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THE HOBBIT: THE BATTLE OF THE FIVE ARMIES quickly picks up where the DESOLATION OF SMAUG ended with the dragon bringing a trail of devastation to the people of Laketown. Bard the Bowman bravely takes to the town’s highest point to slay the dragon, with the help of his brave son. Meanwhile, the dwarves are re-united nearby in the Lonely Mountain, but greed has seized their leader. Can he overcome his obsession to unite the dwarf, elf and human armies against a huge army of Orcs on their way to conquer the mountain and Middle Earth? Will Gandalf escape imprisonment in time to help?

THE BATTLE OF THE FIVE ARMIES is an epic inspirational fantasy adventure into Middle Earth that captivates and entertains. It’s superbly directed and acted, with a talented cast led by an emotionally powerful Martin Freeman of TV’s SHERLOCK as Bilbo. Peter Jackson has effectively brought to life a moral, redemptive masterpiece that exalts courage, sacrifice, forgiveness, and good overcoming evil. There is plenty of intense violence and some scary elements, however, so caution is advised for older children.


(BBB, CC, O, L, VV, N, M) Very strong moral worldview with strong Christian, redemptive content and values includes positive underlying theme of the need to unite together and drop differences between the divided armies (particularly between the Elves and Dwarves and humans) and unite together to fight against the evil army of orcs, with strong inspirational aspects of forgiveness and heroic sacrifice including the Bowman who takes on the dragon Smaug, helped by his son, movie also highlights the dangers of greed when Dwarf leader is taken over by “dragon-sickness” as he becomes obsessed with protecting the gold in the Lonely Mountain, plus there is reference to using spells to be free when Gandalf is trapped in a cell on the top of a mountain; the words “bastard” and “bugger” are used once or twice; lots of strong, intense and sometimes scary violence in large battle scenes (often with scary creatures), but no blood seen, decapitations of creatures in battle scenes, fights between the Dwarf leader and the Orc leader include a violent stabbing, scary scene when Galadriel (the Elf Queen) wards off creature with a scary sounding voice; no sex; upper male nudity; no drinking; no smoking but Gandalf shown cleaning his pipe; and, greed but rebuked, and hero is imprisoned but escapes.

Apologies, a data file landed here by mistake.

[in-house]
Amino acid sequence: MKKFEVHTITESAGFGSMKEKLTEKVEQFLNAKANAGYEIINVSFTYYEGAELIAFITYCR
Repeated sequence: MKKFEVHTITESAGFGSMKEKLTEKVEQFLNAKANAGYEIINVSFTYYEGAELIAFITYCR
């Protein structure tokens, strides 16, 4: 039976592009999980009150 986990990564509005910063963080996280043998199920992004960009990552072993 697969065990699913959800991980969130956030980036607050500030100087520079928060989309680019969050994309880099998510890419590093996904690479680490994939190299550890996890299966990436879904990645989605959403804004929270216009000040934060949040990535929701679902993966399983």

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THE HOBBIT: THE BATTLE OF THE FIVE ARMIES ends a 15-year journey for filmmaker Peter Jackson, who has so effectively brought to life the prequel trilogy to THE LORD OF THE RINGS, which he began filming way back in 1999. As with the previous two Hobbit movies, THE BATTLE OF THE FIVE ARMIES is truly an epic inspirational adventure into Middle Earth that you never want to end.

The movie quickly picks up where the DESOLATION OF SMAUG left off with the dragon being unleashed from the Lonely Mountain terrifying the people of Laketown and bringing a trail of devastation. However, Bard the Bowman, played by Luke Evans, bravely takes to the highest point of the town to slay the dragon, thanks to the help of his brave son.